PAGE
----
Sublime by Sara Shahid showed a workman-like, solid collection called Now. It displayed versatility and skill, with Sara’s own take on many trends including high-waisted pants, stripes and fluorescent colours. A few pieces showed an echo of Sania Maskatiya’s Naqsh collection, particularly in terms of silhouette, while a striped jumpsuit with colourful florals seemed to be a nod to Deepak Perwani’s Frieda. Nevertheless it was an intensely wearable, bang on-trend collection with a strong sense of Sublime’s easy chic.
Misha’s subtle charm
Misha Lakhani produced a sophisticated elegant collection that had an easy charm to it. Her silhouettes were attractive and artistic. She does however need to work on her ramp presentation. The collection lacked the necessary styling and drama to make an impression on the ramp, particularly in the face of such stiff competition.
Tapu Javeri’s gorgeous prints from his photographs deserve a mention. The prints had been worked into bags and scarves while four designers had put together capsule collections using the prints. The clothes by Adnan Pardesy, Rizwan Beyg, Wardha Saleem and Sadaf Malaterre showed off some vibrant fascinating prints that were truly Tapulicious.
This reversible jacket by Sania Maskatiya is high on my wishlist
Sania’s version of the “Lacha” skirt

Sania Maskatiya is undoubtedly the queen of retail luxury pret – a trend setter and game changer. With Aghaaz she gave us her version of a “resort” collection rather than the pret-focused Naqsh. Being Sania however this was resort-wear that sits comfortably with Eastern sensibilities rather than the very revealing outfits that some chose to show. This doesn’t mean that Sania played safe – these clothes were not the versions of her prints that average clients will be clamouring to buy. It was modern creative Eastern pret. Her peep shoulder tops and reversible jackets were wearable yet sassy.  She continued with her theme from FPW of statement pants and shorter hemlines. Her modern version of the long pleated “Lacha”, a skirt from rural Punjab, will find its way into many wardrobes. The styling of her was much better than at FPW thanks to consultations with top stylist Maha Burney. All in all a strong showing from a gifted young designer.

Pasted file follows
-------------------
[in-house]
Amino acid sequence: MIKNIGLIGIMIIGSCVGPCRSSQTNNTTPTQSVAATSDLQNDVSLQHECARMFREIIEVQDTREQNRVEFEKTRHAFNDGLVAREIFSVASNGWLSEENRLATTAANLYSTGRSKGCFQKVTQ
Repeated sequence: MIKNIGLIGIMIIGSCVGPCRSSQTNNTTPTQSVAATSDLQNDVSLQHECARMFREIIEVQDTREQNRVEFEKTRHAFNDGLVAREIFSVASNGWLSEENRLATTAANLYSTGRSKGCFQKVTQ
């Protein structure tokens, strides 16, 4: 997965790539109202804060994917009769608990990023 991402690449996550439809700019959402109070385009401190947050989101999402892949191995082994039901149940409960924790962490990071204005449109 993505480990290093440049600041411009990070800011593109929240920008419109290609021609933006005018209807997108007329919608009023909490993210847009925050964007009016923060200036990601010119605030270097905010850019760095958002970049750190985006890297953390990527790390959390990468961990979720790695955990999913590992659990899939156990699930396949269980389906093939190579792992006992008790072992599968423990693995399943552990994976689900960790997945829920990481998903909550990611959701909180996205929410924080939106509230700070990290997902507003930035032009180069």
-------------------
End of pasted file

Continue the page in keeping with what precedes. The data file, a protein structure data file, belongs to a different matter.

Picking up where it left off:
Barcode print by Feeha
Feeha Jamshed is another talent young designer who managed to impress. Her all black and white collection showed great range and creativity. The collection could easily have turned into a sea of black and white but the variety she displayed turned into a cohesive collection with great impact.
Fahad Hussayn – virtually a triumph of styling over substance
 Fahad Hussayn’s show was dramatic with his bizarre bird hats almost eclipsing what was actually a very creative collection. He used whites, golds and prints in an avante-garde collection packed with interest. The styling may have masked the collection’s lack of a strong insignia but it also detracted from beauty of some of clothes themselves. It was however a very entertaining show.
Is it a bird? Is it plane? Or a rather interesting Fahad gown?
Black & White, AFH Style
AFH’s easy elegance
   
Ayesha Farook Hashwani was another designer who knows what she does best. Her flowing silhouettes were alluring and glamorous and she used shaded monochromatic fabrics to great effect. However her embellished pants looked a little contrived and I would have liked the collection to make a stronger statement as a whole.
I’m afraid that for me the rest are simply also-rans. There were sparks of real originality and often the effort that had gone into collections was palpable but in this field you had to be at the top of your game to make an impression.